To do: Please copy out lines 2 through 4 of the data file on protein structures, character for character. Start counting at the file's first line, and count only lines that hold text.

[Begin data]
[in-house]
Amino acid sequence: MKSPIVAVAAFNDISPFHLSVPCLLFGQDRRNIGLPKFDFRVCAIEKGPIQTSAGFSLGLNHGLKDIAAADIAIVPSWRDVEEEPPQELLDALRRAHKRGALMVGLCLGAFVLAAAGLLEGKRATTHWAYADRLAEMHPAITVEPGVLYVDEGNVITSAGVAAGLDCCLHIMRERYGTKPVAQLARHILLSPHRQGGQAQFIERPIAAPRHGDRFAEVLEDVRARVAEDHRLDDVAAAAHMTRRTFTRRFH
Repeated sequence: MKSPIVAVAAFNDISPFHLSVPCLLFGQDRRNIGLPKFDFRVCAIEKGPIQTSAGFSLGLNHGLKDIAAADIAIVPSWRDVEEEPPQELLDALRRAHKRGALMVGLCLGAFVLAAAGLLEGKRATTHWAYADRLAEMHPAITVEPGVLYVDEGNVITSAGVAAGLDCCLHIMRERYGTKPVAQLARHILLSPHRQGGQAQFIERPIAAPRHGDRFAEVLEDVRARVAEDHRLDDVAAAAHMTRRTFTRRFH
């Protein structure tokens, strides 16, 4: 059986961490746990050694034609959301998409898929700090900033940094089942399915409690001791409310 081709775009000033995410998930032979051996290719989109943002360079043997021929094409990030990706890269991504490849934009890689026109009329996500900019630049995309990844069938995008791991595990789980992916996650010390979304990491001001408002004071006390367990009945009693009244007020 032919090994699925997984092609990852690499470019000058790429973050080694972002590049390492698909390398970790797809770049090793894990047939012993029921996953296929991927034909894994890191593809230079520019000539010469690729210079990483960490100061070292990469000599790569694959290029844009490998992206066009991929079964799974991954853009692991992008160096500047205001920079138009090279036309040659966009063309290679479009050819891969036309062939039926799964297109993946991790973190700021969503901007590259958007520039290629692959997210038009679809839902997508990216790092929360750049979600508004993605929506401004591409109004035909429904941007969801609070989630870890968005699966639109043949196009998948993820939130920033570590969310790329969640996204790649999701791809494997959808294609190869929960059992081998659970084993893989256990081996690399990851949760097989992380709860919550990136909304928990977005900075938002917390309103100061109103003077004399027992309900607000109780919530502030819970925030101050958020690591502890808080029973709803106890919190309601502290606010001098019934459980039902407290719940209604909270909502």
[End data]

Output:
Amino acid sequence: MKSPIVAVAAFNDISPFHLSVPCLLFGQDRRNIGLPKFDFRVCAIEKGPIQTSAGFSLGLNHGLKDIAAADIAIVPSWRDVEEEPPQELLDALRRAHKRGALMVGLCLGAFVLAAAGLLEGKRATTHWAYADRLAEMHPAITVEPGVLYVDEGNVITSAGVAAGLDCCLHIMRERYGTKPVAQLARHILLSPHRQGGQAQFIERPIAAPRHGDRFAEVLEDVRARVAEDHRLDDVAAAAHMTRRTFTRRFH
Repeated sequence: MKSPIVAVAAFNDISPFHLSVPCLLFGQDRRNIGLPKFDFRVCAIEKGPIQTSAGFSLGLNHGLKDIAAADIAIVPSWRDVEEEPPQELLDALRRAHKRGALMVGLCLGAFVLAAAGLLEGKRATTHWAYADRLAEMHPAITVEPGVLYVDEGNVITSAGVAAGLDCCLHIMRERYGTKPVAQLARHILLSPHRQGGQAQFIERPIAAPRHGDRFAEVLEDVRARVAEDHRLDDVAAAAHMTRRTFTRRFH
């Protein structure tokens, strides 16, 4: 059986961490746990050694034609959301998409898929700090900033940094089942399915409690001791409310 081709775009000033995410998930032979051996290719989109943002360079043997021929094409990030990706890269991504490849934009890689026109009329996500900019630049995309990844069938995008791991595990789980992916996650010390979304990491001001408002004071006390367990009945009693009244007020 032919090994699925997984092609990852690499470019000058790429973050080694972002590049390492698909390398970790797809770049090793894990047939012993029921996953296929991927034909894994890191593809230079520019000539010469690729210079990483960490100061070292990469000599790569694959290029844009490998992206066009991929079964799974991954853009692991992008160096500047205001920079138009090279036309040659966009063309290679479009050819891969036309062939039926799964297109993946991790973190700021969503901007590259958007520039290629692959997210038009679809839902997508990216790092929360750049979600508004993605929506401004591409109004035909429904941007969801609070989630870890968005699966639109043949196009998948993820939130920033570590969310790329969640996204790649999701791809494997959808294609190869929960059992081998659970084993893989256990081996690399990851949760097989992380709860919550990136909304928990977005900075938002917390309103100061109103003077004399027992309900607000109780919530502030819970925030101050958020690591502890808080029973709803106890919190309601502290606010001098019934459980039902407290719940209604909270909502």